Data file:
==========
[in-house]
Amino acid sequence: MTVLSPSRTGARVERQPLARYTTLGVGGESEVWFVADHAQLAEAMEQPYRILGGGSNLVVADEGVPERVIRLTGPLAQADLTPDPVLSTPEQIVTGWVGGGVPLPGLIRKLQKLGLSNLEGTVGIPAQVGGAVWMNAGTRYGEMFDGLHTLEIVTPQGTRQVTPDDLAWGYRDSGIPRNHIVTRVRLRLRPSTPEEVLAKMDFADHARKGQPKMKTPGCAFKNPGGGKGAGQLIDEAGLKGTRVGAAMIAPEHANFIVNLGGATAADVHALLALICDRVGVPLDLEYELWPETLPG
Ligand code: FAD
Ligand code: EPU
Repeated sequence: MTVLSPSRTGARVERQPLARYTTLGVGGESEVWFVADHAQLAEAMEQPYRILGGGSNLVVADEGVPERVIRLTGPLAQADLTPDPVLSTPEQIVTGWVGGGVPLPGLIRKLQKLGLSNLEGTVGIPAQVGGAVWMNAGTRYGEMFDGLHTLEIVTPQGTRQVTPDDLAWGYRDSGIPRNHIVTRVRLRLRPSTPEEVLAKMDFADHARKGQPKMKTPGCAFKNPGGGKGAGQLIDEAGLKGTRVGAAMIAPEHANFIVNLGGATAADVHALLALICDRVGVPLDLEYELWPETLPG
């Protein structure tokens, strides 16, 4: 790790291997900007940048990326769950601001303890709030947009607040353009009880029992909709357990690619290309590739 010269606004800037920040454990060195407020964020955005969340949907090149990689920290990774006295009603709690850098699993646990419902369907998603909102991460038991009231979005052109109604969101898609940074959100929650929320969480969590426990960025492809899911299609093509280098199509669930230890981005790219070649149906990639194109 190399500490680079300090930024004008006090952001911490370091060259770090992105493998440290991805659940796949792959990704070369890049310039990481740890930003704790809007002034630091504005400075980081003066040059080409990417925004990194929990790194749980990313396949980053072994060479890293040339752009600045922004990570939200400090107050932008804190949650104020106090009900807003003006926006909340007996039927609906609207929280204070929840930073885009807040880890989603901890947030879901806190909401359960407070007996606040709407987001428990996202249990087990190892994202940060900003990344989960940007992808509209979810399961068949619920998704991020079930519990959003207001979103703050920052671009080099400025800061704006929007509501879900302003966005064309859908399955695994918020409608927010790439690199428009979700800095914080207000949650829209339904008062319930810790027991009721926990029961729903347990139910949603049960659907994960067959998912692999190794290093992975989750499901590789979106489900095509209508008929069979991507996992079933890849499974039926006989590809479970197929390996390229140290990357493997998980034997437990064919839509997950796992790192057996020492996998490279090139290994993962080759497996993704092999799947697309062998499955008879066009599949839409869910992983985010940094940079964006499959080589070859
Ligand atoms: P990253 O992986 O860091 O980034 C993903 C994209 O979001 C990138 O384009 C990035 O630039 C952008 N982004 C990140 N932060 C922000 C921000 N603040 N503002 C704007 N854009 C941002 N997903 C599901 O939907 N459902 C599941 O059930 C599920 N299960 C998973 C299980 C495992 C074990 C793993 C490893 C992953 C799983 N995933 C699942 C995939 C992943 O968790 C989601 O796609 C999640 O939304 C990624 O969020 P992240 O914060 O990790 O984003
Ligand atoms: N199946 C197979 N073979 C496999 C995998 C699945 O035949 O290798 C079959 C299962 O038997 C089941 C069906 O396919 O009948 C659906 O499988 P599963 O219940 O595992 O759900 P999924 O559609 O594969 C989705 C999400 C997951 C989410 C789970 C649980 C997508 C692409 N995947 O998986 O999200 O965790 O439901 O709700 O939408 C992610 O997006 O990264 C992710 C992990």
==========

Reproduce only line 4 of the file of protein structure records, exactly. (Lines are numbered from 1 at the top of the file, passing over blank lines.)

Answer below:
Ligand code: EPU